OBJECTS – Although some of his designs have sold in the tens of thousands, Konstantin Grcic is not a designer for the masses. His every vision is a search for the boundaries of a technology, material or typology. A good example is the chair he made for Italian manufacturer Plank in 2011. The Avus is a club chair whose upholstered, leather-covered seat is zipped into its ABS body. Who else but Grcic would attempt that particular nexus?
Radical, yes, but he wasn’t entirely satisfied with the result. Reason enough to examine the concept for his 2011 design by creating a new chair. ‘The Avus chair speaks of statics and solidity,’ says Grcic. ‘This time around I wanted to talk about lightness.’
Like Avus, the Cup chair draws inspiration from plastic-shell suitcases. The better trolley suitcase is made from vacuum-formed polycarbonate. This combination of material and technology couples attractive features – the suitcase is lightweight, highly sustainable, flexible, UV-resistant and impervious to extreme temperatures – with a substantial freedom of form. Exceptionally relevant qualities for furniture, according to Grcic. He says the technology is industrial but also low-tech, and thus suitable for the manufacture of a relatively simple product: ‘After all, a chair isn’t a car or a plane.’ What’s more, Grcic believes that vacuum forming can lead to an aesthetically pleasing product. So no, the idea of turning a suitcase into a seat shell isn’t as weird as it might sound, especially when you consider that in this case the relatively expensive polycarbonate has been replaced by ABS, an even lighter and less expensive (but also somewhat less durable) thermoplastic polymer.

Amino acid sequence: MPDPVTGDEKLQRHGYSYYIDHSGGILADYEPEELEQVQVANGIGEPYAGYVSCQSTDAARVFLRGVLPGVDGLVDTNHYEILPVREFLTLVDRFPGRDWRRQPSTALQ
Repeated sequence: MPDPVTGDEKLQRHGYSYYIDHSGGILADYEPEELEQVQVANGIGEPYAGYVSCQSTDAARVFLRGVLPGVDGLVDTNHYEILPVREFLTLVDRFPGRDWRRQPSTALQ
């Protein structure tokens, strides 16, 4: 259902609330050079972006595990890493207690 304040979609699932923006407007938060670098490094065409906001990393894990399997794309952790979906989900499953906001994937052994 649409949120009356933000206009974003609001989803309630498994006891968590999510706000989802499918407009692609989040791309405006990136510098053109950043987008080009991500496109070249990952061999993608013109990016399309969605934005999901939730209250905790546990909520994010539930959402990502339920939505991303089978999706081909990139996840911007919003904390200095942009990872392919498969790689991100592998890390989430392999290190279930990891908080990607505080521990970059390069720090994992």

The idea of turning a suitcase into a seat shell isn’t as weird as it might sound
Sporting a simpler look than the Avus, the Cup chair is an even stronger communicator of Grcic’s idea. A typological description would be: an upholstered shell mounted on a metal frame. Eames and Saarinen were among the fathers of this classic typology. ‘It’s not easy to find a contemporary interpretation with a strong personal language,’ says Grcic. He used both vacuum forming and a special way of attaching the upholstery fabric to the padded shell to develop the language he had in mind. Because the vacuum-formed plastic is merely 3 mm thick, he was able to sew the fabric directly onto the shell – as long as that shell was a basic geometric shape. He chose a kind of cone that, while offering the user’s arms a certain amount of support, did not allow for traditional armrests. Grcic points out that, as a result, ‘the chair doesn’t crash into the table top it’s next to, but pushes very nicely against it’.
The connection between shell and frame ads to the chair’s character: the shell rests on nothing but the frame. Uniting the two is a graphic, disc-shaped detail screwed to the back of the chair but invisible from the front. The circular element is both necessary and decorative. ‘Little details like these are part of a process that helped us to find the right form for the chair’.
When you touch the chair and slide into the seat, you realize instantly that this isn’t your umpteenth plastic shell. It’s light and flexible, it feels good, and the surface is brilliant. Even the sound is nice. ‘We achieved just the right performance using a technology that is very efficient and extremely economical in terms of how much material we invested in.’
For CEO Michael Plank, Cup represents the next step in the evolution of his family-owned business, founded in 1953. ‘We started as a company specializing in artisanal woodworking. At the beginning of this century we decided to stop focusing solely on wood and to go for design-led, purely industrial production. Cup explores new terrain in the area of technology and has a distinctive form. It’s a chair that fits perfectly into our strategy.’